NHS Digital has signed a deal with DXC Technology and CSIRO, Australia’s national science agency, to help improve data sharing across different organisations.
The deal provides a single-supplier procurement framework that will give health and care organisations across the UK an efficient route to procure a terminology server.
This will allow buyers to share code system reference data from a central NHS Digital Terminology Server, enabling easier integration of local coding systems with national and international coding languages.
Approved researchers and planners will be able to draw upon reference data from the NHS Digital Terminology Server to create their own databases, where they will be able to map local and existing codes with new coding systems such as SNOMED-CT.
CSIRO developed Ontoserver to match up common variations in clinical terminologies – such as “chest infection” vs “upper-respiratory infection” to help the different clinical coding software talk to each other. It’s a “back end” solution, building on NHS Digital’s data register service. The solution will use the international FHIR standards to process codes, their descriptions and interrelationships, including complex queries.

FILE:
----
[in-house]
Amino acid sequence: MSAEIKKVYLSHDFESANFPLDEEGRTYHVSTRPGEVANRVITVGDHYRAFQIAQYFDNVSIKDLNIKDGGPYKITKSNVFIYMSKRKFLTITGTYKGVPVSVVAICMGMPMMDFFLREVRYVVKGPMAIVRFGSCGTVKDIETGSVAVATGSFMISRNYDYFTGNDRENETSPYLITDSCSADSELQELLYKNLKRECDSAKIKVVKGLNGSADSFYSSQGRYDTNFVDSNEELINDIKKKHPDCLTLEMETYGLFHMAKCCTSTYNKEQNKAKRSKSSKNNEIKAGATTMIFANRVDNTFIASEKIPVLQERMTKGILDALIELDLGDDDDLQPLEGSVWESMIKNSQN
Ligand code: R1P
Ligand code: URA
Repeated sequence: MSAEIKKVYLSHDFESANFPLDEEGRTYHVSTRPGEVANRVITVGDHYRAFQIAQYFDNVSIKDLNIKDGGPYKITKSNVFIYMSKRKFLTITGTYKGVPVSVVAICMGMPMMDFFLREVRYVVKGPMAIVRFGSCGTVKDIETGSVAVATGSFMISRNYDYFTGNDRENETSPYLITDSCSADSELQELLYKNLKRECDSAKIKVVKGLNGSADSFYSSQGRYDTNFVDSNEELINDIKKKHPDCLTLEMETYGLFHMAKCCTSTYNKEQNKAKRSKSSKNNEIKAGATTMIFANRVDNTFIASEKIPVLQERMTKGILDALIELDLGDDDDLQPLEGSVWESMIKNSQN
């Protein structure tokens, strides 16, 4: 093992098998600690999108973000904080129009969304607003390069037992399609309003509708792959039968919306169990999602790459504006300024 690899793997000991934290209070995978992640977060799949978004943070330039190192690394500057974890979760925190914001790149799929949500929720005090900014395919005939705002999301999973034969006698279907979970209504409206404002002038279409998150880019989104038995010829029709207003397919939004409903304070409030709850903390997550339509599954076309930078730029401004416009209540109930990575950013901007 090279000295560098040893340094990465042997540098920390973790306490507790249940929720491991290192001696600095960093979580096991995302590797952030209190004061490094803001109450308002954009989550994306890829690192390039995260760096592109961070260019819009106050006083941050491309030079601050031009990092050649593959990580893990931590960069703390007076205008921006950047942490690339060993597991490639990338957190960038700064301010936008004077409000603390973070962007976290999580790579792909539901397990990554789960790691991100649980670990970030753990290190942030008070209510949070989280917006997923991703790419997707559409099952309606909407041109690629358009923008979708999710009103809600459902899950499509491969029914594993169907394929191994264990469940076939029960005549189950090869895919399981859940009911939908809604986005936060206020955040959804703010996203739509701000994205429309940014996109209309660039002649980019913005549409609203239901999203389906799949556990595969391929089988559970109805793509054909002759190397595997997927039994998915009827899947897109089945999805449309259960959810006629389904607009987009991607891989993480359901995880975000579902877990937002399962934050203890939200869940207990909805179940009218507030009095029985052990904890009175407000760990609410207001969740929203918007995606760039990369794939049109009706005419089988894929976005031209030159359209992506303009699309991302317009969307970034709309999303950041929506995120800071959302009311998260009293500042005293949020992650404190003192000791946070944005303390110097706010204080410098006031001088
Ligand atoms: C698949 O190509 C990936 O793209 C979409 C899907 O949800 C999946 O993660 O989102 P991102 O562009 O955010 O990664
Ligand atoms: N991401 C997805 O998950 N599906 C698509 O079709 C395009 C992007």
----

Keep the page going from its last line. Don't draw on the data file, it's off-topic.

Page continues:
Nicholas Oughtibridge, principle data architect at NHS Digital said: “Recording data once and then reconciling, comparing and sharing the data safely has been a long-standing challenge across the NHS.
“Ontoserver has the potential to transform the way in which data is captured, shared and analysed across health and care.
“The capabilities that Ontoserver delivers are key to enabling data from disparate systems to be safely and meaningfully exchanged between care providers, researchers and service planners.
“NHS data is already a valuable tool in fighting disease and finding new courses of treatment, but having access to more localised data, more quickly will have a real boost for researchers.”
In Wales, the Terminology Server will be delivered under the National Data Resource Programme as a core component of the NHS Wales Digital Health and Care Record Architecture.
Colin Henderson, industry general manager at DXC UK, added: “Speaking a common language is essential for integrating healthcare and improving patient care. This agreement is a major step forward for the NHS in driving interoperability through the delivery of a common terminology across national, regional and local healthcare ecosystems.”
“The adoption of international health standards such as HL7 FHIR, and terminology sets such as SNOMED CT, are central to DXC’s interoperability solutions and the value they drive to unlock greater insights in health data.”